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I am wondering how you would describe the functional requirements for a large/free system like Photoshop or Excel. In this case, we want to describe the requirements of an existing system which we are redesigning now. Since the software is about 10-15 years old, it's a challenging project at various points. The description is needed to make the cost estimation and also to hand it over to the it-architecture team.

Like I said we are now describing the functional requirements of the system, based on the existing system and the current functionalities of the software. We tried it with use cases at first. But every use case came up with a bunch of different ways to be solved. With the common approach to describe one main path and a few alternative/error-paths we didnt come very far.

In the second step we tried to write down user stories. This approach was more effective but the difficulty is the level of abstraction. Some user stories were broken down into one specific action like "As a user, I want to copy elements of type-x, so that I can expand my plan into the future." - which is pretty clear. Other ones were like "As a user, I want to increase the capacity of element-y, so that I can satisfy the expected market demands." and thus described a requirement which the user can solve in different ways and also has different reasons for.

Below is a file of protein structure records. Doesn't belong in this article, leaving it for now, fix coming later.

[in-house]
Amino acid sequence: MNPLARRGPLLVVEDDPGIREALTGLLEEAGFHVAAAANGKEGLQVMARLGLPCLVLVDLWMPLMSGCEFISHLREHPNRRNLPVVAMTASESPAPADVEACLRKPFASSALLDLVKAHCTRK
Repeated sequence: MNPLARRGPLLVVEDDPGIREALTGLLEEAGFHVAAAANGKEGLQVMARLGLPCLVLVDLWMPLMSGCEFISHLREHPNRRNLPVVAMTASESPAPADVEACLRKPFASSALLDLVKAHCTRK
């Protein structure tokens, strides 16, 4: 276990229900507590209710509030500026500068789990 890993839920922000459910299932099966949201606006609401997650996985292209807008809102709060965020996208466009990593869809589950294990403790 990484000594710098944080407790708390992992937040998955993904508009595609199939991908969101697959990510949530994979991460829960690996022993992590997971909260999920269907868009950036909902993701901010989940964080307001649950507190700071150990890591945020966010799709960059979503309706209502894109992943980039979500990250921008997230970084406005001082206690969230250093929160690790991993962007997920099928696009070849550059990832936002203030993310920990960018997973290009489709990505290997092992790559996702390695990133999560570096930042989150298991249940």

So..Besides the use cases/user stories, how would you generally approach the description of the requirements for such a system? What do you think about the approach of writing user stories and which level of detail is right?

  • Maybe step away from all of the data you have and simply ask 'Why are we redesigning this? Fundamentally, what does it need to do that it doesn't do already? Start with a list of 5 absolute essentials, see how much you can boil it down and I'm sure all the other requirements will spring out of this list. – user43251 May 22 '14 at 8:27
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I don't have experience with this yet, so this might not answer your question fully. But have you looked at job stories? Introduction to Jobs-to-be-done here

This article goes into why job stories are better in some cases (and I believe in your case) than user stories.

Since you compare it to photoshop and excel, I think you have a system that has many goals or functions. With describing your job stories you can get the functionality and the goals of your system on paper. I don't actually have put it into practice yet, because I did all of the research for a design project I will start in 2 months.

I'm not very good at explaining in English either, so here is a whole bunch of other information on the subject:

Focus on causalities rather than personas

Jobs-to-be-done Interview On the 'official' JTBD website.

JTBD in practise on designing

A whole company based on Jobs-To-Be-Done research

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